A treaty on biodiversity in the high seas

More than 80 states gathered at the United Nations in New York have already signed the international treaty on the protection of the high seas.

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What is BBNJ? The name of the latest K-Pop boy band? The acronym of a bank? Not at all!

BBNJ stands for Biodiversity Beyond National Jurisdiction. In other words, marine biodiversity that is not under the control of any State and that is found on the high seas, in international waters.

Member States finally agree on protecting the high seas

Update on April 25, 2024

Under discussion for 18 years, the text of the first international treaty to protect biodiversity on the high seas was accepted on March 4, 2023 by the member states of the United Nations. All that remained was for it to be formally adopted, which was done on Monday June 19.

Approved in March 2023, the text underwent legal checks and translations into all the UN's official languages before being adopted. It must now be ratified by the States before coming into force.

The signatures of at least 60 countries are required before the first COP (Conference Of Parties) can meet to make progress on implementing the measures set out in the treaty. The signing process, which opened on 20 September in New York on the sidelines of the UN General Assembly, has already attracted signatures from 89 countries and the European Union.

Signature then ratification

Putting international conventions in place is a long process, but it is essential if we are to preserve the world's oceans. For it to be implemented in June 2025, it must first be ratified by the governments of the signatory countries.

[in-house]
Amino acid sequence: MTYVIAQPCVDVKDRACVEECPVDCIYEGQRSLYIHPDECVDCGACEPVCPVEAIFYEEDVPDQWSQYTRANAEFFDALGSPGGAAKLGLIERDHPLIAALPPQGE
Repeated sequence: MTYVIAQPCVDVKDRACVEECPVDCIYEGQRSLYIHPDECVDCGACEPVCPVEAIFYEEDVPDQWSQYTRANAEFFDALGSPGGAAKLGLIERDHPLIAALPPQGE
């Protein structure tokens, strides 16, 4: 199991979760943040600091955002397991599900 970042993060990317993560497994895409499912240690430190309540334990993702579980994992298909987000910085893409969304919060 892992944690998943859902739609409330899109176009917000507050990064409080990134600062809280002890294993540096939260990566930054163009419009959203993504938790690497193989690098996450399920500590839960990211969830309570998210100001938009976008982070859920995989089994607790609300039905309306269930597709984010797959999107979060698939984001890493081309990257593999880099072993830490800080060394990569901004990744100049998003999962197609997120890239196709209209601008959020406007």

The European Union is following in the footsteps of the Republic of Palau, Chile and the Seychelles, the first countries to ratify the treaty, by voting in favour of ratification on 24 April 2024.

But 57 other countries need to do the same so that the treaty, which aims to protect biodiversity beyond national jurisdiction, can finally come into force!

18 years of negociation

For 18 years, negotiations have been underway between state representatives to establish a legally binding international text that protects marine biodiversity beyond national jurisdictions and secures its sustainable use. These negotiations are part of the United Nations Convention on the Law of the Sea signed in 1982 in Montego Bay, Jamaica.

These negotiations have four objectives:

  • Gain a better understanding of the impact of our activities on the environment
  • Improve protection of sensitive areas (by creating marine protected areas)
  • Equitably share the benefits of genetic resources
  • Develop training and skills

While mining, exploration and other activities related to the mineral resources of the seabed (the Area) have been regulated by the International Seabed Authority since it was created in 1994, marine biodiversity does not yet benefit from the same protections.